I have been questioning Google's seeming dodging of its buy-out of the two-person NYC-based Dodgeball start-up last year, see "Google’s Dodgeball, where is it now?" Dodgeball is apparently a Google orphan no more. Visitors to the "mobile social software" site are now asked to use a "Google Account" to sign-in or join:
Did you know that dodgeball is a part of Google these days?
Before we can start connecting dodgeball with all the things Google offers we need to ask you to start using a Google Account to sign in.
If you already have a Google Account, use that to sign in.
If not, use your dodgeball username and password and we'll help you create a Google Account.
The Dodgeball.com "About Us" page, however, still makes no reference to owner Google and Dodgeball is not featured on Google's "Google Products" page.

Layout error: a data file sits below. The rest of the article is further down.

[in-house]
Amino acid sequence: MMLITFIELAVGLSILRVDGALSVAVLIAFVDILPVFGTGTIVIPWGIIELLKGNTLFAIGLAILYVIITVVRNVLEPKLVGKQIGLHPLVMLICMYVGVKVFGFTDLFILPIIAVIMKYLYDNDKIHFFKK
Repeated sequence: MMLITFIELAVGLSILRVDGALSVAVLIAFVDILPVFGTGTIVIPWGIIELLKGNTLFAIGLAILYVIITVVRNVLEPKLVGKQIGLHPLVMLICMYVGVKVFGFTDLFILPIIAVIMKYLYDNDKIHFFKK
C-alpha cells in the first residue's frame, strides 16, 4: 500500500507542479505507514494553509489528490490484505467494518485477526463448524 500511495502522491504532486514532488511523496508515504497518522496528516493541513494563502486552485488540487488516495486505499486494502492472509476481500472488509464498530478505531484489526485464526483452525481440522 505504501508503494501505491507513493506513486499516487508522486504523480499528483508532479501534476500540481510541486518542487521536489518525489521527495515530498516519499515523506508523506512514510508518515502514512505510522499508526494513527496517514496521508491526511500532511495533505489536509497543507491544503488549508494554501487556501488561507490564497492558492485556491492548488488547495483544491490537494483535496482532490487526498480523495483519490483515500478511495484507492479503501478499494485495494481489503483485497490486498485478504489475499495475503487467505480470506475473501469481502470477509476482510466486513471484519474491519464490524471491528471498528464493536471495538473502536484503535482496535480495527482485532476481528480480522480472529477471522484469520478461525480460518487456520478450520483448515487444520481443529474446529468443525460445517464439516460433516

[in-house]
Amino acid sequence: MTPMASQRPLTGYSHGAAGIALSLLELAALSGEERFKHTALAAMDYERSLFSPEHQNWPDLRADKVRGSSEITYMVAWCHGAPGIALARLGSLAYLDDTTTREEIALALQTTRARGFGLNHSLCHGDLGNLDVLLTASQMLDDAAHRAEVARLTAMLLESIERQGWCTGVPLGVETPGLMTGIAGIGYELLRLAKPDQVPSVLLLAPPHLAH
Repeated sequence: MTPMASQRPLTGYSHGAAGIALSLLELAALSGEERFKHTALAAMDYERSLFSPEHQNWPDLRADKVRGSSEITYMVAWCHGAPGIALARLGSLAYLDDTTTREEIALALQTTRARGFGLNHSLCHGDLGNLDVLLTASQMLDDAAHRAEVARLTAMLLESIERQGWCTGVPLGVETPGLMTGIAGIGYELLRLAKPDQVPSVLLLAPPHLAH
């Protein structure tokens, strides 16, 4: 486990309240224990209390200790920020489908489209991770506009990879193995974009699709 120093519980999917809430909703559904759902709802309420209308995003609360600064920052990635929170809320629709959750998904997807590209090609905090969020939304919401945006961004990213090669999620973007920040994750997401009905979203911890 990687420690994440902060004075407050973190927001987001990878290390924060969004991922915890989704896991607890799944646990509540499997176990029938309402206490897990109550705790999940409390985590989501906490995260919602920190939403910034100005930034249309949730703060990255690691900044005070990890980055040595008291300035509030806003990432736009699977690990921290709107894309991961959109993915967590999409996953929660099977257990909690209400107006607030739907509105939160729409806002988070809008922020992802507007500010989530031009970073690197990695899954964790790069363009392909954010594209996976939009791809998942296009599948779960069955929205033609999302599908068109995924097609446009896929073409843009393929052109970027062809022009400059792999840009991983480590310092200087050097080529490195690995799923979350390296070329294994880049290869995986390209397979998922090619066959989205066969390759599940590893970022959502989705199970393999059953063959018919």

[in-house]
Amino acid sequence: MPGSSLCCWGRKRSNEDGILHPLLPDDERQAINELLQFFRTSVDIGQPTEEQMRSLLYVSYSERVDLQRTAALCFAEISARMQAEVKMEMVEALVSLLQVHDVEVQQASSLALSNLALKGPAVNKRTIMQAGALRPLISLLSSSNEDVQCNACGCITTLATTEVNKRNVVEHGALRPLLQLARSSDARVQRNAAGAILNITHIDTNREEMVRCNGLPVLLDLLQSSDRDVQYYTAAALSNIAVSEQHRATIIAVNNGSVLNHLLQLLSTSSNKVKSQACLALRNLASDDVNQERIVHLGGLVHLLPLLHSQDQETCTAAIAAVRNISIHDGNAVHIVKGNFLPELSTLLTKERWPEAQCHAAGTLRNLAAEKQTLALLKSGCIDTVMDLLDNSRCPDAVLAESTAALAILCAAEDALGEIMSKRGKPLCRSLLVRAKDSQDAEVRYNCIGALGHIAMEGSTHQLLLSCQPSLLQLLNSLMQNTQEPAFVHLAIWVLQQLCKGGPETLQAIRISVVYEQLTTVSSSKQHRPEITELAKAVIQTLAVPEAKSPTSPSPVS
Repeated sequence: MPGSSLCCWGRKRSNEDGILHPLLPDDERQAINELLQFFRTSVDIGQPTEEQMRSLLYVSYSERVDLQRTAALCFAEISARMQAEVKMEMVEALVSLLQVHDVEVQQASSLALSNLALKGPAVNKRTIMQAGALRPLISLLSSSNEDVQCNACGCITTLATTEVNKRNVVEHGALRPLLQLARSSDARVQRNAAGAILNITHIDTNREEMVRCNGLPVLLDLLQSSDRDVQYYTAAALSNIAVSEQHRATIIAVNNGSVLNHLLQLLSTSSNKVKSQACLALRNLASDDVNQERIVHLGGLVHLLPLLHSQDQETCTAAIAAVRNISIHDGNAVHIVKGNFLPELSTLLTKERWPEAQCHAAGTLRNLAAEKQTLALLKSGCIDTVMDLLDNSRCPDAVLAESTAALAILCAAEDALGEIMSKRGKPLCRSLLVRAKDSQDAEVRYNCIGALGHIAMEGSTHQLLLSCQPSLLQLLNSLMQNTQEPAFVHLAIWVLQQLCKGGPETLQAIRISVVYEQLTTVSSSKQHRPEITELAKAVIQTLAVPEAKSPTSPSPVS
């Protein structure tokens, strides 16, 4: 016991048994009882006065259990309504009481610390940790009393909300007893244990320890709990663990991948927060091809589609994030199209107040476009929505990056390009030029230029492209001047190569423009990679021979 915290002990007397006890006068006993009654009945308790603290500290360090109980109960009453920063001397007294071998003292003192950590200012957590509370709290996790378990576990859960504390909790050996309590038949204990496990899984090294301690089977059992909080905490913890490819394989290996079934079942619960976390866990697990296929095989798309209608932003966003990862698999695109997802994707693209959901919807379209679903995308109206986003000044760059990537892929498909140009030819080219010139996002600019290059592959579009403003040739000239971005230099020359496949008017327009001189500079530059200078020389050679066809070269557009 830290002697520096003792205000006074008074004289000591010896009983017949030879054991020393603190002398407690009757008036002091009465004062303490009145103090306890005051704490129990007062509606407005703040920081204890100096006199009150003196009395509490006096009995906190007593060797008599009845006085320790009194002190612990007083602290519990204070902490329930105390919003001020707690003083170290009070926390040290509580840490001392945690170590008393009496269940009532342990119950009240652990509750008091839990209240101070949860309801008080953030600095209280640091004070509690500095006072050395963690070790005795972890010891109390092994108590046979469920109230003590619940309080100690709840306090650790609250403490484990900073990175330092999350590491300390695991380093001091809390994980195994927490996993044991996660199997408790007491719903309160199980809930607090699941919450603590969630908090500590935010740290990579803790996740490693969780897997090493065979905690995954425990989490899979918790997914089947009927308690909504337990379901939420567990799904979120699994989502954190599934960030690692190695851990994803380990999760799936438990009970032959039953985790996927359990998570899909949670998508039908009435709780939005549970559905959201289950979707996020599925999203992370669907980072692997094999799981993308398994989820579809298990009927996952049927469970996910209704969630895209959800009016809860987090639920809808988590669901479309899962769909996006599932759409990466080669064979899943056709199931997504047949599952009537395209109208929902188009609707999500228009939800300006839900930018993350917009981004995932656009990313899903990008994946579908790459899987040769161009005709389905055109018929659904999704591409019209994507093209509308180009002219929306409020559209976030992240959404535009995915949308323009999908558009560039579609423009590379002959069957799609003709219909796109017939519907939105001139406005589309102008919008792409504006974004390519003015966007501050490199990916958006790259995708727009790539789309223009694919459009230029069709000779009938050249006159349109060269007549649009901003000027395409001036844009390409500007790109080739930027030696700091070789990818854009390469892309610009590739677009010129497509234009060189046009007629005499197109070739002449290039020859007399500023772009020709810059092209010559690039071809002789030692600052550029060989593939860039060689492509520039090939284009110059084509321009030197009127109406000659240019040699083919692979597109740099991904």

Google Director of Engineering, Alan Warren, was asked Monday night, see "Google NYC First Look: Top Google engineer talks to NYC software industry," why Google has not done more to integrate Dodgeball.
Warren suggested the service may not have gained traction and indicated the two founders are applying their mobile social software skills to the greater Google development good. I put forth such a theory in "Google Jobs: How does Google really recruit talent?"
Of note, however, Warren did not shed light on Dodgeball's login integration with "Google Accounts." Perhaps Warren was purposefully evasive or perhaps the flat, distributed organizational structure he touted is the culprit. Warren spoke about an increasing "lack of visibility" within Google as the company scales:
There may not be one person at Google with 100% visibility across Google.